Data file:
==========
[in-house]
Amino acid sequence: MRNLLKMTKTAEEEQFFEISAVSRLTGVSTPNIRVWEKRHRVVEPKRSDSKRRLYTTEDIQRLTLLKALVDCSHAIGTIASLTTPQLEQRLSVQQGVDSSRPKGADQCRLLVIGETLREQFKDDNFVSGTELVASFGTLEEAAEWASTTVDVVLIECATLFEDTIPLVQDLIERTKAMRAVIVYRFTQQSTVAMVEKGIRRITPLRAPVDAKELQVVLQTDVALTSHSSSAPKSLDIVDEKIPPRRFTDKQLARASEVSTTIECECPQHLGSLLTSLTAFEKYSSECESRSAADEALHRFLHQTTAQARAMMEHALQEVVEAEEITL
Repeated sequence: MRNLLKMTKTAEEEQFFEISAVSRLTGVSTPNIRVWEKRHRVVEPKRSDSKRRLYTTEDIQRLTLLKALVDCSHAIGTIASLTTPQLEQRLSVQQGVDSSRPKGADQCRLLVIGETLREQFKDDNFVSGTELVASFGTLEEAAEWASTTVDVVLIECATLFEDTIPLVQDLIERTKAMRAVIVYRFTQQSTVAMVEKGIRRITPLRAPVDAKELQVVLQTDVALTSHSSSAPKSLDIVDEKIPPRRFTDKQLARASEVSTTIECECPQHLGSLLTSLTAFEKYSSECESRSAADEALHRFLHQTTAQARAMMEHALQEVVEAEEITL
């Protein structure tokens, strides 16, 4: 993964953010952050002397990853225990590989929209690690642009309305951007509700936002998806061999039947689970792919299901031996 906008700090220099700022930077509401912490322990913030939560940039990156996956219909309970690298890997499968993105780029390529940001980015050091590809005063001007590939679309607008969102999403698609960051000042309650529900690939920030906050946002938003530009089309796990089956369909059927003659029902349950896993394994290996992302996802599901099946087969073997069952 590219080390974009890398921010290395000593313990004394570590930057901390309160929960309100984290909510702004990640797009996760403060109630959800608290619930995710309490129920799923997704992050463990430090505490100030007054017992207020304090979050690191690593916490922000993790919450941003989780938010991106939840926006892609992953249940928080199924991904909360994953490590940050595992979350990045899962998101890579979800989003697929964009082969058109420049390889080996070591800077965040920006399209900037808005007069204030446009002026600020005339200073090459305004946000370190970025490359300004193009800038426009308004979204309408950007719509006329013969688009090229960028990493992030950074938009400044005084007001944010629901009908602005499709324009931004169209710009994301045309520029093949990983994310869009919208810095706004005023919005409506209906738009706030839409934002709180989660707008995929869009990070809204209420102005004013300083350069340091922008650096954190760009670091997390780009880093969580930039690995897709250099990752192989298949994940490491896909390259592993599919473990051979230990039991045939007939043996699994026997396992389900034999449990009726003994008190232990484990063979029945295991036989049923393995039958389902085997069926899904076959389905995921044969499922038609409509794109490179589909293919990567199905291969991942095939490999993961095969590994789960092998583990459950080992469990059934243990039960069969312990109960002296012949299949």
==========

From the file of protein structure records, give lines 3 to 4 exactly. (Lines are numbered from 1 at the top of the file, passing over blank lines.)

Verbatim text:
Repeated sequence: MRNLLKMTKTAEEEQFFEISAVSRLTGVSTPNIRVWEKRHRVVEPKRSDSKRRLYTTEDIQRLTLLKALVDCSHAIGTIASLTTPQLEQRLSVQQGVDSSRPKGADQCRLLVIGETLREQFKDDNFVSGTELVASFGTLEEAAEWASTTVDVVLIECATLFEDTIPLVQDLIERTKAMRAVIVYRFTQQSTVAMVEKGIRRITPLRAPVDAKELQVVLQTDVALTSHSSSAPKSLDIVDEKIPPRRFTDKQLARASEVSTTIECECPQHLGSLLTSLTAFEKYSSECESRSAADEALHRFLHQTTAQARAMMEHALQEVVEAEEITL
């Protein structure tokens, strides 16, 4: 993964953010952050002397990853225990590989929209690690642009309305951007509700936002998806061999039947689970792919299901031996 906008700090220099700022930077509401912490322990913030939560940039990156996956219909309970690298890997499968993105780029390529940001980015050091590809005063001007590939679309607008969102999403698609960051000042309650529900690939920030906050946002938003530009089309796990089956369909059927003659029902349950896993394994290996992302996802599901099946087969073997069952 590219080390974009890398921010290395000593313990004394570590930057901390309160929960309100984290909510702004990640797009996760403060109630959800608290619930995710309490129920799923997704992050463990430090505490100030007054017992207020304090979050690191690593916490922000993790919450941003989780938010991106939840926006892609992953249940928080199924991904909360994953490590940050595992979350990045899962998101890579979800989003697929964009082969058109420049390889080996070591800077965040920006399209900037808005007069204030446009002026600020005339200073090459305004946000370190970025490359300004193009800038426009308004979204309408950007719509006329013969688009090229960028990493992030950074938009400044005084007001944010629901009908602005499709324009931004169209710009994301045309520029093949990983994310869009919208810095706004005023919005409506209906738009706030839409934002709180989660707008995929869009990070809204209420102005004013300083350069340091922008650096954190760009670091997390780009880093969580930039690995897709250099990752192989298949994940490491896909390259592993599919473990051979230990039991045939007939043996699994026997396992389900034999449990009726003994008190232990484990063979029945295991036989049923393995039958389902085997069926899904076959389905995921044969499922038609409509794109490179589909293919990567199905291969991942095939490999993961095969590994789960092998583990459950080992469990059934243990039960069969312990109960002296012949299949």